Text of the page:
Thought for the Week: Arguing for the Sake of Heaven
Written by Rabbi Josh Levy — 24 February 2016
One of the most entertaining shows on Radio 4 is “The Museum of Curiosity”, a panel show in which three guests are interviewed about their work and are invited to donate an object or idea, normally from their area of expertise, to an imaginary museum. Like many listeners, I’ve occasionally wondered, if I had the chance, what would I bring from my field as a gift to the museum? What would I donate to represent Judaism in the Museum of Curiosity?
The best answer is, I think, a jolly good argument. Or rather, the idea that an argument, rather than always being a source of discomfort, or being seen as a sign of failure, can actually be a positive thing. On Shabbat morning, our Bar Mitzvah will speak about the Jewish tradition of arguing with God, which we see prominently in this week’s Torah portion. In the Mishnah we find a different idea, that of a “machloket l’shem shamayim” – a “disagreement for the sake of heaven”; the idea that a dispute, if held in the right spirit, for the right reasons, can be a sacred act.
Underlying this idea is a recognition of two things: Firstly, that debate can help us to refine our understanding of the world. Jewish study is something that is done in dialogue, because, as the Book of Proverbs states, “Iron sharpens iron”. Secondly, Judaism recognises that questions worth arguing about are rarely simple. There is often truth in both sides. It is possible, as the Talmud states, that “these and these are the words of the living God”. It is possible for both sides in an argument to be right.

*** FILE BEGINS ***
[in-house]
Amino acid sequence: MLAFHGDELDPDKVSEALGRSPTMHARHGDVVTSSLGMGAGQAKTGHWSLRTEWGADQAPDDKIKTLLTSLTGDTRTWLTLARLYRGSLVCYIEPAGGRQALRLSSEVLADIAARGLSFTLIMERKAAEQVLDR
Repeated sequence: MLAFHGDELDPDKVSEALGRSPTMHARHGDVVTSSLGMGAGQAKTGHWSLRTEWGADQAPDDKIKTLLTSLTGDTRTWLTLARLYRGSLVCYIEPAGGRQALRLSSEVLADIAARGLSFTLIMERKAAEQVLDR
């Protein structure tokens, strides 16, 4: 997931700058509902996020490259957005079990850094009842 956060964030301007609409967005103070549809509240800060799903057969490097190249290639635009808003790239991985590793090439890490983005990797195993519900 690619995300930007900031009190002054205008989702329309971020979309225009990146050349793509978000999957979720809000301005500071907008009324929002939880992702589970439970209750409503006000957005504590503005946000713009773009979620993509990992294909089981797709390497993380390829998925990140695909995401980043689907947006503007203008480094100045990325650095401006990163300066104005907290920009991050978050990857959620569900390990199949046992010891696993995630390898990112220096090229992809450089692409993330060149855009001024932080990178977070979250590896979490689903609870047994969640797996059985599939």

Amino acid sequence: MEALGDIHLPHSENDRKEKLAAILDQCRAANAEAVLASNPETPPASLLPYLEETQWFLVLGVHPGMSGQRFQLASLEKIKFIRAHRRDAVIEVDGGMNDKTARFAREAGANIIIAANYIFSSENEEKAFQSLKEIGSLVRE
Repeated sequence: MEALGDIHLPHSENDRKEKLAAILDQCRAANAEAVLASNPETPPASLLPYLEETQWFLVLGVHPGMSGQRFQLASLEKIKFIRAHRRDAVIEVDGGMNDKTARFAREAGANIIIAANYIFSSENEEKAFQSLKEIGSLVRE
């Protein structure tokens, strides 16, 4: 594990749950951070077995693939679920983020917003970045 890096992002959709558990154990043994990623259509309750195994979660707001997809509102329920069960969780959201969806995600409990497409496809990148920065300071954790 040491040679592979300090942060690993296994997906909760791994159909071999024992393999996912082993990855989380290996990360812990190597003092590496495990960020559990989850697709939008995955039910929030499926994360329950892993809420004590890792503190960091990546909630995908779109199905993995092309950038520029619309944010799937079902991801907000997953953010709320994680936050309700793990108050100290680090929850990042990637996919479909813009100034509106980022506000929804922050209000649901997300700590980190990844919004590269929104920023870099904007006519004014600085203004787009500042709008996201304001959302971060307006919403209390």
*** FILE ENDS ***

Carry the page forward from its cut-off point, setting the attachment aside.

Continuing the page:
The modern Jewish community is, perhaps, not the best exemplar of the ideals of constructive argument, but it is prominently there in our tradition. It is an important idea for us all to learn, irrespective of our background. We have just entered another period of political debate, with a four month countdown to the most binary, most black and white of all political decisions: “In or Out?” We can only hope that the arguments can be made “for the sake of heaven”; that the debate can be held in a way that is constructive, refined and refining; that all involved can recognise that both sides can contain an element of truth.